Planets of the apes
Humans and chimpanzees share much more than a common ancestor some four million years in the past. They share, in particular, a not infrequent and sometimes decidedly disastrous tendency to solve problems with individuals of the same species—even the same social group—by violent means.
It can be argued that in the long run such bad manners do actually offer some sort of evolutionary advantage. Big strong males scaring rivals off mate more frequently, passing their traits along. Hierarchical order enforced through a blow or two to the head helps keep rules from being broken by rogue individuals. Territory is defended fiercely, which results in better survival chances for the tribe. Et cetera.
It is not widely known, though, that chimpanzees do have very close relatives, one of the two species making the genus Pan (the other one being the chimpanzees themselves). The bonobo—or Pan Paniscus, if you really want to be formal—differs from Pan Troglodytes in a just a few details here and there physically, like relatively longer legs, pink lips, dark face, and parted long hair on its head. It all boils down as something very much like what happens with crocodiles and alligators, which would be basically the same kind of creature to the average beholder.
Physically that is. Now socially is an entirely different pair of shoes.
Bonobos have been found to drastically lack the aggressiveness exhibited as a norm by chimpanzees—matter of fact, they seem to spend a lot of their awake time engaged in what could be best described as Peace And Love. Literally, in case you were wondering: sexual activity generally plays a major role in bonobo society, being used as what some scientists perceive as a greeting, a means of forming social bonds, and a means of conflict resolution. (They also do not seem to discriminate in their sexual behavior by sex or age, with the possible exception of abstaining from sexual activity between mothers and their adult sons. Male/male or female/female interaction are quite common.) Their unique approach to life does not end there—according to observations in the wild, when bonobos come upon a new food source or feeding ground, the increased excitement will usually lead to communal sexual activity, presumably decreasing tension and encouraging peaceful feeding. (!)
So there. We have basically the same kind of creature, with the same abilities and capacities yet a totally opposite attitude, which does not appear to be the result of any Ten Commandments brought down from the inexistent mountains in the Congo river. It can be rightly argued that such a peaceful bonobo society anyway has not, technologically and scientifically, done a whole lot—no spaceflight, fire, or advanced agriculture—but then neither have the aggressive chimps, come to that.
So at the very least the remote possibility would seem to exist that an alien society on a nearby world could very well be found to virtually lack the worst hostile impulses that have long plagued our own human societies. They, in a sense, would be the bonobos to our Homo Sapiens. Meaning no wars—and more importantly, no Wellsian invasions of neighboring planets.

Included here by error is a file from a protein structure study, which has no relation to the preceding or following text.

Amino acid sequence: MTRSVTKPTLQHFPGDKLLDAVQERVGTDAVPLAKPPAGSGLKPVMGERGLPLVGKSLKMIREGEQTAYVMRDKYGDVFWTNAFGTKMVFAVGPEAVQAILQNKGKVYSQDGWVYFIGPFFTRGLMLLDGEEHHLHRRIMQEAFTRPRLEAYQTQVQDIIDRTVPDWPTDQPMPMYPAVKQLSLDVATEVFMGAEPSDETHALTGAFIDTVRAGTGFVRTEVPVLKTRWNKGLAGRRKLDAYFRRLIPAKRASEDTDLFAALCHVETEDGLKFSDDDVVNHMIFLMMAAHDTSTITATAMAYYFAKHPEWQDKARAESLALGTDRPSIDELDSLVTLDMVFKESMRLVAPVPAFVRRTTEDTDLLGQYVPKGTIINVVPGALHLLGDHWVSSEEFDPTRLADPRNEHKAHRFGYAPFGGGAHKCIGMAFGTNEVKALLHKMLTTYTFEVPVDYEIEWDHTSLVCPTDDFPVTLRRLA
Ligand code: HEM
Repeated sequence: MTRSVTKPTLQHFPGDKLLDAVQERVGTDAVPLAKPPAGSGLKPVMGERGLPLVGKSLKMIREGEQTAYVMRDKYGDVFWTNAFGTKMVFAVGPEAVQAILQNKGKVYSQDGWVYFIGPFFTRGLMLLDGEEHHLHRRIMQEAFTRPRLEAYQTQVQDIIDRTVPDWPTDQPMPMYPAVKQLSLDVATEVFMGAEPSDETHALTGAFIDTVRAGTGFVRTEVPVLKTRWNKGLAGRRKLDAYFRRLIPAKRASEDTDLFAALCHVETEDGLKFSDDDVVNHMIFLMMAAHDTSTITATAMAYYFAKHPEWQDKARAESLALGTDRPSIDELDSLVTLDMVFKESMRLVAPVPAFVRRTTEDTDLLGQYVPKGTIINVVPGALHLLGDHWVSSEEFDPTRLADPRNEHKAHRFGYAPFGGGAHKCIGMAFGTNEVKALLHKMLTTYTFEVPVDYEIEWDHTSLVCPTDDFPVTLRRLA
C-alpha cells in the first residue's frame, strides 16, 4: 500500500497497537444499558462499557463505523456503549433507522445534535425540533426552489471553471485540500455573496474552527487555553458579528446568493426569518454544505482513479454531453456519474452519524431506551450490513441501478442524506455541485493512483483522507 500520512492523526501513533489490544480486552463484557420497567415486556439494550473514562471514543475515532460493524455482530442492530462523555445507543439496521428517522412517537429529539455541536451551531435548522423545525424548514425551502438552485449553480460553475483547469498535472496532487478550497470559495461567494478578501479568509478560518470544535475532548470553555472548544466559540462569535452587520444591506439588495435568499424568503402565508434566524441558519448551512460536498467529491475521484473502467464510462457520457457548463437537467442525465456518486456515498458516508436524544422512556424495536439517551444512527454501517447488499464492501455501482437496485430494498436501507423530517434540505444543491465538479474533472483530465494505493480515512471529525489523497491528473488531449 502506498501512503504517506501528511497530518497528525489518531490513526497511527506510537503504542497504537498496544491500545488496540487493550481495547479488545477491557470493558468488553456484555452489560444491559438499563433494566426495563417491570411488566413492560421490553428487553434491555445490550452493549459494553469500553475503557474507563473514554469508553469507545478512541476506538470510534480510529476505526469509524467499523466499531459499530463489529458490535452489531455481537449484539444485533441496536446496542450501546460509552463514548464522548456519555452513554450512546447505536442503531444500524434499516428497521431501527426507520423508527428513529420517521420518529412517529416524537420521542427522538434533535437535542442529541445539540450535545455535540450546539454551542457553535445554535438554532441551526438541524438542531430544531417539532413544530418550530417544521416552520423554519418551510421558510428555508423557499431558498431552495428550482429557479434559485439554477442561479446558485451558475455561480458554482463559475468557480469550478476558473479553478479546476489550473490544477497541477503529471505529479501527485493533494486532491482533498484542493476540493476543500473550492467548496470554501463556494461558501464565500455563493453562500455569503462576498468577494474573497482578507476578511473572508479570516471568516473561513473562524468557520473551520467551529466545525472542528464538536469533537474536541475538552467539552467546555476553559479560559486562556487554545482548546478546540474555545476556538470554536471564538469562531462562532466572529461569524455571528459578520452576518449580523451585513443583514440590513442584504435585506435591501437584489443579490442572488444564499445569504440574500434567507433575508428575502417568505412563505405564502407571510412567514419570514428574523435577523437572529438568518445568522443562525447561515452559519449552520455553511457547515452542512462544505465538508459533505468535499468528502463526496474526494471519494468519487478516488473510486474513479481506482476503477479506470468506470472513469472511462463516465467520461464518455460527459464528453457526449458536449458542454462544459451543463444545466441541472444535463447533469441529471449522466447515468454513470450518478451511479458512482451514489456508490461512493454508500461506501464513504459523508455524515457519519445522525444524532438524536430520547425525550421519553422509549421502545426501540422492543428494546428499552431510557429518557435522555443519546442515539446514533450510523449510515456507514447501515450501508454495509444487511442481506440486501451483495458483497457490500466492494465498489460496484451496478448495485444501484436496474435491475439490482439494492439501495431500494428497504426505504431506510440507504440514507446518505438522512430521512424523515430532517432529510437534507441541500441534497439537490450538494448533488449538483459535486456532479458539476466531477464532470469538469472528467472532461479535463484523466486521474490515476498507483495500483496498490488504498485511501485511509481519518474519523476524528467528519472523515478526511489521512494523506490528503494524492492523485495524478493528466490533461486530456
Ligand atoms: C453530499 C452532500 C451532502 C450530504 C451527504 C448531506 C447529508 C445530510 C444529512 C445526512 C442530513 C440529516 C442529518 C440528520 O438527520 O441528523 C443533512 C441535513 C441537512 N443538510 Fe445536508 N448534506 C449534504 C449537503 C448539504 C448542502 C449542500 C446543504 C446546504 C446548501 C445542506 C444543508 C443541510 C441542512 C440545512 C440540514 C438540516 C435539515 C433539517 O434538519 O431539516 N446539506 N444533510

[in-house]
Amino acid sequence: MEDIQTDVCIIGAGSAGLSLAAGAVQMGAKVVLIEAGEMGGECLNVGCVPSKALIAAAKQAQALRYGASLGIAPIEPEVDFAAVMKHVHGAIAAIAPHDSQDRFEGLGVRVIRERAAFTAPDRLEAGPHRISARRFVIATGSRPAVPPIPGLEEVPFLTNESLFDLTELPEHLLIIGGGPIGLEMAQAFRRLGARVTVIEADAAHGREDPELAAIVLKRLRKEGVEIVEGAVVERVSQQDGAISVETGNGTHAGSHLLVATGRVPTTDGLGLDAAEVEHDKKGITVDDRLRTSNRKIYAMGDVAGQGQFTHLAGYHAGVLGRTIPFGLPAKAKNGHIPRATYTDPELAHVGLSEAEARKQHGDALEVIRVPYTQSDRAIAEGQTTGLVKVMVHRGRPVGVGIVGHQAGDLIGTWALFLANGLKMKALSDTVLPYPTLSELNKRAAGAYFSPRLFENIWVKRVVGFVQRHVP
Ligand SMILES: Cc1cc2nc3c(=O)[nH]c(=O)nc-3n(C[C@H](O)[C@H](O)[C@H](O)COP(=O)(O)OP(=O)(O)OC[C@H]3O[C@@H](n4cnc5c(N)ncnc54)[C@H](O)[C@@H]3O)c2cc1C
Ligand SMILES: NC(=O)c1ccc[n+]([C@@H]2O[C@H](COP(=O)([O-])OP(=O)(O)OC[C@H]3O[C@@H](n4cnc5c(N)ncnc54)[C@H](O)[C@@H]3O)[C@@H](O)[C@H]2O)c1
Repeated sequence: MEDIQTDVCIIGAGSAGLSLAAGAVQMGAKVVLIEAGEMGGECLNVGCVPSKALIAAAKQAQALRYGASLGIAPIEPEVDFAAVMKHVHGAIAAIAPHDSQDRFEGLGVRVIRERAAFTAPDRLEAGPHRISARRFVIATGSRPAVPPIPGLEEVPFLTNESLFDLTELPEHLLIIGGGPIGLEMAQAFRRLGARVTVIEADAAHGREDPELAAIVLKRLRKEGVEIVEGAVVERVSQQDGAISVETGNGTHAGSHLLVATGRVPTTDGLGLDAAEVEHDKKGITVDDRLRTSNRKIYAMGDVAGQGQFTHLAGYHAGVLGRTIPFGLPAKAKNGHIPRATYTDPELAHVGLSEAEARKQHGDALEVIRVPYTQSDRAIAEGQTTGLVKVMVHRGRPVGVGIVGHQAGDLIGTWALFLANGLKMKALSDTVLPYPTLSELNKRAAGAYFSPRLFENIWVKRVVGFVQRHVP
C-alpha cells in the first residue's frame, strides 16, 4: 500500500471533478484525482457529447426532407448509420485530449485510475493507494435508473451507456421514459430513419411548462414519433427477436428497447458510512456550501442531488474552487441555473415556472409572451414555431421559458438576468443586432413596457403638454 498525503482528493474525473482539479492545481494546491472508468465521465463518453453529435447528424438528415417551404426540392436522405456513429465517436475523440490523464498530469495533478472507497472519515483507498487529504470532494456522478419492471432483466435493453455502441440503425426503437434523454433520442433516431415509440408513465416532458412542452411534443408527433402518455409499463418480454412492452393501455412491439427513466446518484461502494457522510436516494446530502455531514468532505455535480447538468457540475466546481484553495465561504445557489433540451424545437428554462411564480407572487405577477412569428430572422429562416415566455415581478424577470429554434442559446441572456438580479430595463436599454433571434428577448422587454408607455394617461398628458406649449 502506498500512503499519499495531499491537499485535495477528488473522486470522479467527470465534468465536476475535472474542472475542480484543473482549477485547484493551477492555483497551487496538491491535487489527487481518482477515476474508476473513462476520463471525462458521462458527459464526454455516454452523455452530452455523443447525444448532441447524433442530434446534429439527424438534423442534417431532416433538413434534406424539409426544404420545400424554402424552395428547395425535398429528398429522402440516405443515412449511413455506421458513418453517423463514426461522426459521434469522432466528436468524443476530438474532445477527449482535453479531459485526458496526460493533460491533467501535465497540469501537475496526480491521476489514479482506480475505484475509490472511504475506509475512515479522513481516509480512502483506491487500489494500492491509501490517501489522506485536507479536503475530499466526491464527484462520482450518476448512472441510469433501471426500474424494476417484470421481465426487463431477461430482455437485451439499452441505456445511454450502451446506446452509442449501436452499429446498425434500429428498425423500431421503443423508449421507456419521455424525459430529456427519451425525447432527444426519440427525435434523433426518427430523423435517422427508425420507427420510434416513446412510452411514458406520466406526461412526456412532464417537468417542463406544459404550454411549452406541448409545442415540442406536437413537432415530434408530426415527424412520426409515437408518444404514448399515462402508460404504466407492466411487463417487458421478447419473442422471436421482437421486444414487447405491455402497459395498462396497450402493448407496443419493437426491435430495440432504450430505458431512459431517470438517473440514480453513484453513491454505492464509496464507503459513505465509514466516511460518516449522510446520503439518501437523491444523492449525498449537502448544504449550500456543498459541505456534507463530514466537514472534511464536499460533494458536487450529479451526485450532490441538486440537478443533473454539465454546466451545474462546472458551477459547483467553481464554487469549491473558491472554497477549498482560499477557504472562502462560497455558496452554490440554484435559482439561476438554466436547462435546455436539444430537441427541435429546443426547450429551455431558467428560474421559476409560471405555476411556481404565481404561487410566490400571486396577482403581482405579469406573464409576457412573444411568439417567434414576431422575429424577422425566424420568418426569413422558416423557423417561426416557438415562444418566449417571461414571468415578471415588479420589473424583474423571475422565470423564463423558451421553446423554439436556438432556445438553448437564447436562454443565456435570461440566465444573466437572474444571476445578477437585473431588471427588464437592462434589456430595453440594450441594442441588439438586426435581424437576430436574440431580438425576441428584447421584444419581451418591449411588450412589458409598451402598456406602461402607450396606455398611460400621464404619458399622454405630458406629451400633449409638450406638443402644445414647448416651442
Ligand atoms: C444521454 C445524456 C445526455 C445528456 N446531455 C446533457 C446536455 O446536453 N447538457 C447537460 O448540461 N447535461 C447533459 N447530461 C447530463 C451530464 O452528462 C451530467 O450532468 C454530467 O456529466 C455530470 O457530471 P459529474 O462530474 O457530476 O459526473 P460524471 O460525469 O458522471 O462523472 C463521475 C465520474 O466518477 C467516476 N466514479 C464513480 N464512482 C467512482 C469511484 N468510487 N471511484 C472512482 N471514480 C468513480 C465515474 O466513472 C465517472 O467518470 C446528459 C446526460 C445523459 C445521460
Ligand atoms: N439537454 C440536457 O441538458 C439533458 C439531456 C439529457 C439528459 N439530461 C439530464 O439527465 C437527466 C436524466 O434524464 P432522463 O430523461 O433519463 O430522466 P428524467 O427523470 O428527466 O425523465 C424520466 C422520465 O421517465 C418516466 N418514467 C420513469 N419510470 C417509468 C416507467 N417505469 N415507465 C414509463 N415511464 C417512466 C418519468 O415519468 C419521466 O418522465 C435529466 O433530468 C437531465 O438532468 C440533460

Absolute certainty? Of course not. But we can hope, we can hope….
It could be pointed out that at any rate aggressiveness has worked for us humans, helping us fend off all those pesky predators to eventually come to rule the world as the dominant species. And yet even we have slowly begun to understand the perils of our ways. We haven’t always been able to stop the lunacy: right up to 1914 virtually everybody and his kid brother in polite society was fond of explaining why wars had become obsolete and totally absurd in the brave new world we had created by then. Yet we had the horrible and totally unprecedented Great War—and, only a few decades later, an even more devastating one ending in a potentially world-ending scenario.
but these NIGHTS!
Heights of the summer’s nights, stars above and stars of Earth besides: O to be dead at last and at long last eternally to know the stars… the stars! How, how, how can they ever be forgotten?
Rainer Maria Rilke: Duineser Elegien
The Cold War didn’t end in a hot one. And when we stepped onto another world, for the first time ever in history, we did it in peace, with no weapons.
The universe did not come with guarantees. There were no guarantees we could achieve the level of knowledge required to explore the Solar System, to take that small step for a man that became a giant leap for all of humankind. There are no guarantees we have brethren of some kind out there in this vast sea of stars around us; intelligences like ours—or vastly different from ours, conceivably—from which we can learn, and keep going on as a society, a species. As there are no guarantees those intelligences, if found at all, will be as peaceful and friendly as we would like them to be.
There’s just the one way to know—to boldly go where we haven’t gone before. For that to happen, we can’t look at the stars above in abject fear and despair. We’ll have to turn to poet Rainer Maria Rilke for the right emotion to feel when looking up at the night sky, when we contemplate the thought that up there we have before us the greatest adventure ever, a journey that hopefully—no guarantees—will take humankind to heights we ourselves today won’t get to see but can dream about: